There is no installer (executable program) used to install Eclipse. The process described below involves un-archiving (unzipping) a directory tree of files and placing it in an appropriate location on your hard disk. It is very strongly recommended that you locate the eclipse\ directory at the root of your computer's hard drive; or, minimally, on a directory path with no spaces in its name (e.g., C:\mystuff\eclipse\. It is worth noting that Eclipse does not write entries to the Windows registry; therefore, you can simply delete (or move) the installed files, shortcuts, and/or the workspace: there is no executable uninstaller either.
  • Unzip (or copy/unjar/check-out) the software into an appropriate location on your hard disk (e.g., C:\eclipse).
  • These instructions are written assuming that you are running eclipse from C:\eclipse; if you are using a different path, adjust accordingly.
  • Once the unzipped (copied/unjarred/checked-out) files are located on your filesystem, get started using Eclipse:
  • Run Eclipse by running C:\eclipse\eclipse.exe
  • The first time you run Eclipse, you will be prompted to identify a location for your Eclipse workspace. This is where local copies of your projects (files you check in and/or out of code repositories) will live on your file system. Do not create the workspace in a directory path that has spaces in it - i.e., not in the default C:\Documents and Settings\... directory presented by default on the first startup of Eclipse. Instead, it is recommended that your workspace be located at the root of your machine's hard disk, e.g., C:\workspace.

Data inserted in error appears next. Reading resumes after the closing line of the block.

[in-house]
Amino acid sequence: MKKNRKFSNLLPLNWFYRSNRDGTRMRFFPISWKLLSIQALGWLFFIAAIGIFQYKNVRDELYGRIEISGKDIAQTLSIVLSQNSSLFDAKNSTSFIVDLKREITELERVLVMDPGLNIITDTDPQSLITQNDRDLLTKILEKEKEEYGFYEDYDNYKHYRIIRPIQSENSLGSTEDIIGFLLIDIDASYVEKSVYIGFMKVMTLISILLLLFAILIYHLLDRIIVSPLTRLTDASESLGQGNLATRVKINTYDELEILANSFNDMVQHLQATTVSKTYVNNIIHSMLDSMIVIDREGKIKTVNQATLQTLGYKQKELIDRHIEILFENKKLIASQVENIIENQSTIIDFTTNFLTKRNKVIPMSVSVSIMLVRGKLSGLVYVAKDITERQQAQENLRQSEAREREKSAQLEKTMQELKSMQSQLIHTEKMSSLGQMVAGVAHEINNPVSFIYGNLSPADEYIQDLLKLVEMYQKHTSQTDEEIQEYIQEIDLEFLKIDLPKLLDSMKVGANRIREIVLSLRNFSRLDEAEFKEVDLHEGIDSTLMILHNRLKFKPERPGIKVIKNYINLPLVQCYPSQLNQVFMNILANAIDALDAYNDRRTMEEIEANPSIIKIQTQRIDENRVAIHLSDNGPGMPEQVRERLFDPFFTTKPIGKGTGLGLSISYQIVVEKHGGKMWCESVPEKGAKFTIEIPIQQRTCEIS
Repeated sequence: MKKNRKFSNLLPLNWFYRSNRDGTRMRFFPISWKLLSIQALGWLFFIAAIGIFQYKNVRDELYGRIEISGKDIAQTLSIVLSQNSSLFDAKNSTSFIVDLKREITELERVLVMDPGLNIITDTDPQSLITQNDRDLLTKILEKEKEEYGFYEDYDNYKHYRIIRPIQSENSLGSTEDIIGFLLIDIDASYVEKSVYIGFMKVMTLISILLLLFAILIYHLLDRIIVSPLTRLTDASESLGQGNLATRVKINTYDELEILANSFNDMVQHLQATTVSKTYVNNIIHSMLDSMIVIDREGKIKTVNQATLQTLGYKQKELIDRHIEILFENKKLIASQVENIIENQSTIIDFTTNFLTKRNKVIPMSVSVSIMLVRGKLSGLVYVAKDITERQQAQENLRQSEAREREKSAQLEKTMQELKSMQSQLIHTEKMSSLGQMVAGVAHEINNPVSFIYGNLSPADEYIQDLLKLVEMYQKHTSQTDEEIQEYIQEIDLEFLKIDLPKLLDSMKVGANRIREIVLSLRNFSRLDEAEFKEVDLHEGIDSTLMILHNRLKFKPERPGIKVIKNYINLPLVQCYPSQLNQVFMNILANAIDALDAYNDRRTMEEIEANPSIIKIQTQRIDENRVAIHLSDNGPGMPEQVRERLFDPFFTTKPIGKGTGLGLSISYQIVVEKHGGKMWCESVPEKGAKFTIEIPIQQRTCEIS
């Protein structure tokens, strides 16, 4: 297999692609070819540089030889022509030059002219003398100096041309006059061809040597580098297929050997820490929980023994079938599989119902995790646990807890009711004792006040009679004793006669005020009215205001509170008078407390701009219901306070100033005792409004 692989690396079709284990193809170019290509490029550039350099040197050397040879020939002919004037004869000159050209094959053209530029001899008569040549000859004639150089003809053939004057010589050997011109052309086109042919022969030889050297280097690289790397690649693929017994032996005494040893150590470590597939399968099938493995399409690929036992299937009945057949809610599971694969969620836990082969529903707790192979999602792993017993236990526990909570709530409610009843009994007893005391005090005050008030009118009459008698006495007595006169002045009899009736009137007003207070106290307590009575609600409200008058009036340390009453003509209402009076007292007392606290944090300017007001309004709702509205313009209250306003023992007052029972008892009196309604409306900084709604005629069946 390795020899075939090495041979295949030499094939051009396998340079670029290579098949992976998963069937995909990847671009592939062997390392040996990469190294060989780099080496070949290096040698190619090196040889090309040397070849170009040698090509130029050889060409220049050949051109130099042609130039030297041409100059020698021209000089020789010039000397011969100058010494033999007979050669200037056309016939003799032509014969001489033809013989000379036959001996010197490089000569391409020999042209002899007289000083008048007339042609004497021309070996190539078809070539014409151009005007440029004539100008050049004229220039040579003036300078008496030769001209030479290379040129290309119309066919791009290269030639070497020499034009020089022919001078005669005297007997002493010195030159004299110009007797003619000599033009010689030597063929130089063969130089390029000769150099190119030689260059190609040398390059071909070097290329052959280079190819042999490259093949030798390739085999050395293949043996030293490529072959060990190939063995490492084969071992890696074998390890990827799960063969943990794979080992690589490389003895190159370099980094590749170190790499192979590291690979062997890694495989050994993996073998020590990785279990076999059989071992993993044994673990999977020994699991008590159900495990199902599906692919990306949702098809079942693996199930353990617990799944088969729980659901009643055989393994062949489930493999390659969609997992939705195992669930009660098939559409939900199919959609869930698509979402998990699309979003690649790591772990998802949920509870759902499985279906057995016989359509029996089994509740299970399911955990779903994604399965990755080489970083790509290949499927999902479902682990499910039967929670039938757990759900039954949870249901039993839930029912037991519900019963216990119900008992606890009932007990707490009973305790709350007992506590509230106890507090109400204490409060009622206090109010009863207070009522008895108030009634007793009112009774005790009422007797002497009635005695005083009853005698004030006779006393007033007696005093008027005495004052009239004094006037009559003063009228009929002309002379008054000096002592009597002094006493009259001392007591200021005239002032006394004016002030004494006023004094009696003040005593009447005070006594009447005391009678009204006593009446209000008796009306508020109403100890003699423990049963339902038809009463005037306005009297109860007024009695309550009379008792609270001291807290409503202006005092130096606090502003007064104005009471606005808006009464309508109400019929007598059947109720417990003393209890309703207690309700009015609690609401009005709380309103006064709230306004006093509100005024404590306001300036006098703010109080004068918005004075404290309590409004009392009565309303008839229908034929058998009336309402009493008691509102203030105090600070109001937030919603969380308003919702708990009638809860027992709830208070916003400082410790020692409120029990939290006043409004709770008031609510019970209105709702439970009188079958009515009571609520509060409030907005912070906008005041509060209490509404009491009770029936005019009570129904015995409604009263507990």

• It is advisable to pass JVM arguments to Eclipse at startup to reserve a larger memory space for the IDE than the default. To, specify recommended JVM arguments, create a shortcut (probably on your desktop) with the following target (modified if you're using different directories):

C:\eclipse\eclipse.exe -jvmargs -Xms128m -Xmx512m -XX:MaxPermSize=128m
Step 3: Install the Android SDK

Now it’s time to install the Android SDK. You can grab it from the Android Developer website at:
Download the installer for your particular operating system, and open it up when you’re done:

Android SDK Manager

The Android SDK Manager is modular, meaning that you download the initial package and then download separate packages within the framework in order to provide more functionality. This lets the SDK be more flexible, as you don’t need to keep downloading entire packages every time a new version comes out; you can simply download the latest module and pop it into the SDK. You can pick and choose which modules to install, but if you’ve got the hard drive space I recommend installing all of the different flavors of Android; it will help later when debugging apps, especially on older Android OSes.
Step 4: Install the Android ADT for Eclipse

NOTE: if you’re using NetBeans, you want the nbandroid plugin, found here:
Now that the SDK is installed, you should install the Android ADT plugin. It’s not strictly necessary to do so, but the ADT offers powerful integration with many of the Android tools, including the SDK Manager, the AVD Manager, and DDMS, or dynamic debugging. All of these are extremely useful to have when creating an Android application, and if you want to skip them you should do so at your own peril!
Eclipse ADT Plugin

To install the ADT, you’re going to have to add a custom software package to Eclipse. To do so, head over to the “Help” button on Eclipse’s menu and click the “Install New Software” button. Click “Available Software”, click “Add Remote Site”, and pop in this URL:
Eclipse ADT Install
Occasionally, for whatever reason, some people have trouble downloading the ADT from that secure site. If you’re having issues downloading the ADT, simply remove the “s” off the end of the “https”, and the download should work as intended. Once that’s done, head back over to the Available Software tab and check the boxes for Developer Tools, Android DDMS, and Android Development Tools; again, none of these are mandatory, but they’re all going to be very useful later on. The packages will take a bit to download; once they’re done, restart Eclipse!
Step 5: Create an Android Virtual Device (or AVD)